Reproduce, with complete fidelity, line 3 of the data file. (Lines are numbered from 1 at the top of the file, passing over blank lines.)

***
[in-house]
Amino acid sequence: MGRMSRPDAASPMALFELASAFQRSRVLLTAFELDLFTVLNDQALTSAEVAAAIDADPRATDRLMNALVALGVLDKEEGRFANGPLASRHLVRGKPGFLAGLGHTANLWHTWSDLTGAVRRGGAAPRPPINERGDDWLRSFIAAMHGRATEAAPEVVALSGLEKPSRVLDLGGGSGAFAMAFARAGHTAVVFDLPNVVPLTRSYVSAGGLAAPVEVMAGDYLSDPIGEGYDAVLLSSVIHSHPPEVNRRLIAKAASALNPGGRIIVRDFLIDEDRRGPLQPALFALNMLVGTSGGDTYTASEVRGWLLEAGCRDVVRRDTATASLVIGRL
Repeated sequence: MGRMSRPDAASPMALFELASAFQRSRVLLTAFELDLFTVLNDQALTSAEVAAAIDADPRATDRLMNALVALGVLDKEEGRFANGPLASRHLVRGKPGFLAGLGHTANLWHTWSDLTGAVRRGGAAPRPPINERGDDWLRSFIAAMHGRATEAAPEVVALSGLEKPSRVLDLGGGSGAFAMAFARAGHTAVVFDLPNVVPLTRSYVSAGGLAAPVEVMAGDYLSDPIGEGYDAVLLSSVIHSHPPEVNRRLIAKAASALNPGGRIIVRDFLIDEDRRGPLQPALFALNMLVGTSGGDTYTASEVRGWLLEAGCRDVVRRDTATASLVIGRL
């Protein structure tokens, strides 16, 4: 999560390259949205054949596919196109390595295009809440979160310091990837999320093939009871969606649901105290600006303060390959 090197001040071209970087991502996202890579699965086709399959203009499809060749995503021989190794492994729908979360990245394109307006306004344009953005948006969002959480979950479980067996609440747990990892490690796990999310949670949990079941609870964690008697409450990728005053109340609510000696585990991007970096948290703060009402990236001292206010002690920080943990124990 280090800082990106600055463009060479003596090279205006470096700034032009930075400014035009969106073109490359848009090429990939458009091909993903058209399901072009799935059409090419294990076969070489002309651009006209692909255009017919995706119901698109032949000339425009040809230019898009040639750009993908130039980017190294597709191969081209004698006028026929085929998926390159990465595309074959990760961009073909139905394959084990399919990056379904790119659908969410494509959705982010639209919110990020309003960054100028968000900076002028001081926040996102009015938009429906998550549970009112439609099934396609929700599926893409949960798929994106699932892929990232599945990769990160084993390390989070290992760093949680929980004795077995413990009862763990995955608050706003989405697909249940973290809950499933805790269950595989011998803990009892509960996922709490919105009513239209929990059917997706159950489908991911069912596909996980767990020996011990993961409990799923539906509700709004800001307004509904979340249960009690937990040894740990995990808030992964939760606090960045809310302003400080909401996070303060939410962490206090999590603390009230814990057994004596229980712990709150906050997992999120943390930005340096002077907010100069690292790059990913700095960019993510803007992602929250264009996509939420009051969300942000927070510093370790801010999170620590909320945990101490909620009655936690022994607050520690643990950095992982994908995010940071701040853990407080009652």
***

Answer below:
Repeated sequence: MGRMSRPDAASPMALFELASAFQRSRVLLTAFELDLFTVLNDQALTSAEVAAAIDADPRATDRLMNALVALGVLDKEEGRFANGPLASRHLVRGKPGFLAGLGHTANLWHTWSDLTGAVRRGGAAPRPPINERGDDWLRSFIAAMHGRATEAAPEVVALSGLEKPSRVLDLGGGSGAFAMAFARAGHTAVVFDLPNVVPLTRSYVSAGGLAAPVEVMAGDYLSDPIGEGYDAVLLSSVIHSHPPEVNRRLIAKAASALNPGGRIIVRDFLIDEDRRGPLQPALFALNMLVGTSGGDTYTASEVRGWLLEAGCRDVVRRDTATASLVIGRL